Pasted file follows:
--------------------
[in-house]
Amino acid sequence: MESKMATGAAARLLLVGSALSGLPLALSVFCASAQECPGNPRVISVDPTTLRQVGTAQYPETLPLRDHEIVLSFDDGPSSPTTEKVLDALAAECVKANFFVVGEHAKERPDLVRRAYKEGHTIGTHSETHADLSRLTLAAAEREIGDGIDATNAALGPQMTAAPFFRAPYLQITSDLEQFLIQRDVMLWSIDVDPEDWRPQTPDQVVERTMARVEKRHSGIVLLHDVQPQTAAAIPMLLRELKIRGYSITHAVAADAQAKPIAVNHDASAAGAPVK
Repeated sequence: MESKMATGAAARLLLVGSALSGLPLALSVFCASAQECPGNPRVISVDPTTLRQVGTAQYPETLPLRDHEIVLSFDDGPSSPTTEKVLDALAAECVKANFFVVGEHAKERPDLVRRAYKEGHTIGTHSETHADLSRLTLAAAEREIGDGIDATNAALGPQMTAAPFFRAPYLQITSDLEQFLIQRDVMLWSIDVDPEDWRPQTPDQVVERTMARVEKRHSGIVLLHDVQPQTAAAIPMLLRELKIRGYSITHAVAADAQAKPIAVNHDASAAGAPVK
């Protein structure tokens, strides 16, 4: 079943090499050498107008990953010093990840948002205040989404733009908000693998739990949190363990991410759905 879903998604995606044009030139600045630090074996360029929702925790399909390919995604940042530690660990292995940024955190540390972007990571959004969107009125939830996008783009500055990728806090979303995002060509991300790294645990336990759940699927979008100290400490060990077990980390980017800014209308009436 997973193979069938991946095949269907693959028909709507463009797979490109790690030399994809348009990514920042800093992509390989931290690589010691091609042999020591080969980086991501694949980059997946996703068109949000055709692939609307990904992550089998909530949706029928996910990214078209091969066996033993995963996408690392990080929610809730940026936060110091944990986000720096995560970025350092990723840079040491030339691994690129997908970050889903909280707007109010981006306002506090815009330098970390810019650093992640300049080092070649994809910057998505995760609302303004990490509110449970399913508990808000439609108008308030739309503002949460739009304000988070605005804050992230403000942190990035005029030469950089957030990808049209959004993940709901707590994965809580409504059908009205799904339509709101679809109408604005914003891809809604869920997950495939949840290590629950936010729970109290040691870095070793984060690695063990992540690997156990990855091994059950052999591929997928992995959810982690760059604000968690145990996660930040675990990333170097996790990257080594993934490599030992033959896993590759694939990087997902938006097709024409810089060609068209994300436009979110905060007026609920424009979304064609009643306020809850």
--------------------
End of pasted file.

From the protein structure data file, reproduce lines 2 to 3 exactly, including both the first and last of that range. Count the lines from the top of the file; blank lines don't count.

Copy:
Amino acid sequence: MESKMATGAAARLLLVGSALSGLPLALSVFCASAQECPGNPRVISVDPTTLRQVGTAQYPETLPLRDHEIVLSFDDGPSSPTTEKVLDALAAECVKANFFVVGEHAKERPDLVRRAYKEGHTIGTHSETHADLSRLTLAAAEREIGDGIDATNAALGPQMTAAPFFRAPYLQITSDLEQFLIQRDVMLWSIDVDPEDWRPQTPDQVVERTMARVEKRHSGIVLLHDVQPQTAAAIPMLLRELKIRGYSITHAVAADAQAKPIAVNHDASAAGAPVK
Repeated sequence: MESKMATGAAARLLLVGSALSGLPLALSVFCASAQECPGNPRVISVDPTTLRQVGTAQYPETLPLRDHEIVLSFDDGPSSPTTEKVLDALAAECVKANFFVVGEHAKERPDLVRRAYKEGHTIGTHSETHADLSRLTLAAAEREIGDGIDATNAALGPQMTAAPFFRAPYLQITSDLEQFLIQRDVMLWSIDVDPEDWRPQTPDQVVERTMARVEKRHSGIVLLHDVQPQTAAAIPMLLRELKIRGYSITHAVAADAQAKPIAVNHDASAAGAPVK